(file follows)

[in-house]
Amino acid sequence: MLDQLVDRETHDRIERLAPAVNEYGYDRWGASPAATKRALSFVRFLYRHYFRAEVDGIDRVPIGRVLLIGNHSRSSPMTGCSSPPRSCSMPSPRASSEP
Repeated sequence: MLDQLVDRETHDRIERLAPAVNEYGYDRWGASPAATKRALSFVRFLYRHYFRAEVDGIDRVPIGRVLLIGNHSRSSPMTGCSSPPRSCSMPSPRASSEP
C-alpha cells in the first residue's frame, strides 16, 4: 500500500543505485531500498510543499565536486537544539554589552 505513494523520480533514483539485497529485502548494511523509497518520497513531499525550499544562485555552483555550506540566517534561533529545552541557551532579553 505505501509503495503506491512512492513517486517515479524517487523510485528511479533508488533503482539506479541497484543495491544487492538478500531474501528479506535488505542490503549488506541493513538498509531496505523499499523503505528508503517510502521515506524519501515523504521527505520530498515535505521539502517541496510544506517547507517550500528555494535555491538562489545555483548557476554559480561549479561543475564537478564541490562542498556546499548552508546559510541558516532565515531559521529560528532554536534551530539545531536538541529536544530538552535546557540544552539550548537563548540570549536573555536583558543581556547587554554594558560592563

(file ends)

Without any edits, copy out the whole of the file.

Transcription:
[in-house]
Amino acid sequence: MLDQLVDRETHDRIERLAPAVNEYGYDRWGASPAATKRALSFVRFLYRHYFRAEVDGIDRVPIGRVLLIGNHSRSSPMTGCSSPPRSCSMPSPRASSEP
Repeated sequence: MLDQLVDRETHDRIERLAPAVNEYGYDRWGASPAATKRALSFVRFLYRHYFRAEVDGIDRVPIGRVLLIGNHSRSSPMTGCSSPPRSCSMPSPRASSEP
C-alpha cells in the first residue's frame, strides 16, 4: 500500500543505485531500498510543499565536486537544539554589552 505513494523520480533514483539485497529485502548494511523509497518520497513531499525550499544562485555552483555550506540566517534561533529545552541557551532579553 505505501509503495503506491512512492513517486517515479524517487523510485528511479533508488533503482539506479541497484543495491544487492538478500531474501528479506535488505542490503549488506541493513538498509531496505523499499523503505528508503517510502521515506524519501515523504521527505520530498515535505521539502517541496510544506517547507517550500528555494535555491538562489545555483548557476554559480561549479561543475564537478564541490562542498556546499548552508546559510541558516532565515531559521529560528532554536534551530539545531536538541529536544530538552535546557540544552539550548537563548540570549536573555536583558543581556547587554554594558560592563